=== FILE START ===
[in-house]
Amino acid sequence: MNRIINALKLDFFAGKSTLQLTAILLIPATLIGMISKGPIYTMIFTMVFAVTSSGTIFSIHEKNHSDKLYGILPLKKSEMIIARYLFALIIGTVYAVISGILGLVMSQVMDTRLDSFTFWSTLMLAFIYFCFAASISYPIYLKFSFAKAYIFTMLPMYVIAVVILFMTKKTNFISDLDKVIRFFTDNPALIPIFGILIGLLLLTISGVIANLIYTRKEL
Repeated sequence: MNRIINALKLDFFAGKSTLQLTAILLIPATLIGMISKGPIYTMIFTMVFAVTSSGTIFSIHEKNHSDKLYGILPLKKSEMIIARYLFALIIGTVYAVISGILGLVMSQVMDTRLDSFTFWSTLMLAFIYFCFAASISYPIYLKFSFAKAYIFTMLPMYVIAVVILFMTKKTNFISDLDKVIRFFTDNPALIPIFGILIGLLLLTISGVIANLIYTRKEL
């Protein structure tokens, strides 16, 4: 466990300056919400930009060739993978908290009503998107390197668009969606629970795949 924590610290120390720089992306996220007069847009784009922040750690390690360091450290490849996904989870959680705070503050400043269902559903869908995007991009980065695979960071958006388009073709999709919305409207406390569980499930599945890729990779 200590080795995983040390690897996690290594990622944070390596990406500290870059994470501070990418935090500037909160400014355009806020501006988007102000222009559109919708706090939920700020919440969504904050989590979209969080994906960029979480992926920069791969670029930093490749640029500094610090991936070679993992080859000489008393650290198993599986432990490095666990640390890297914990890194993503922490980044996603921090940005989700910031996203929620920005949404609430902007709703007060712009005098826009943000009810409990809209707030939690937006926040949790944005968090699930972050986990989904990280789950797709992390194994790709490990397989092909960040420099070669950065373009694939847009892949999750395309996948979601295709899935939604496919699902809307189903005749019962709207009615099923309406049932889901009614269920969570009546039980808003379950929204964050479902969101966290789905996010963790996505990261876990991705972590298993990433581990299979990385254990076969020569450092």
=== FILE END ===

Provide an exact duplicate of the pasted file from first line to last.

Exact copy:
[in-house]
Amino acid sequence: MNRIINALKLDFFAGKSTLQLTAILLIPATLIGMISKGPIYTMIFTMVFAVTSSGTIFSIHEKNHSDKLYGILPLKKSEMIIARYLFALIIGTVYAVISGILGLVMSQVMDTRLDSFTFWSTLMLAFIYFCFAASISYPIYLKFSFAKAYIFTMLPMYVIAVVILFMTKKTNFISDLDKVIRFFTDNPALIPIFGILIGLLLLTISGVIANLIYTRKEL
Repeated sequence: MNRIINALKLDFFAGKSTLQLTAILLIPATLIGMISKGPIYTMIFTMVFAVTSSGTIFSIHEKNHSDKLYGILPLKKSEMIIARYLFALIIGTVYAVISGILGLVMSQVMDTRLDSFTFWSTLMLAFIYFCFAASISYPIYLKFSFAKAYIFTMLPMYVIAVVILFMTKKTNFISDLDKVIRFFTDNPALIPIFGILIGLLLLTISGVIANLIYTRKEL
């Protein structure tokens, strides 16, 4: 466990300056919400930009060739993978908290009503998107390197668009969606629970795949 924590610290120390720089992306996220007069847009784009922040750690390690360091450290490849996904989870959680705070503050400043269902559903869908995007991009980065695979960071958006388009073709999709919305409207406390569980499930599945890729990779 200590080795995983040390690897996690290594990622944070390596990406500290870059994470501070990418935090500037909160400014355009806020501006988007102000222009559109919708706090939920700020919440969504904050989590979209969080994906960029979480992926920069791969670029930093490749640029500094610090991936070679993992080859000489008393650290198993599986432990490095666990640390890297914990890194993503922490980044996603921090940005989700910031996203929620920005949404609430902007709703007060712009005098826009943000009810409990809209707030939690937006926040949790944005968090699930972050986990989904990280789950797709992390194994790709490990397989092909960040420099070669950065373009694939847009892949999750395309996948979601295709899935939604496919699902809307189903005749019962709207009615099923309406049932889901009614269920969570009546039980808003379950929204964050479902969101966290789905996010963790996505990261876990991705972590298993990433581990299979990385254990076969020569450092």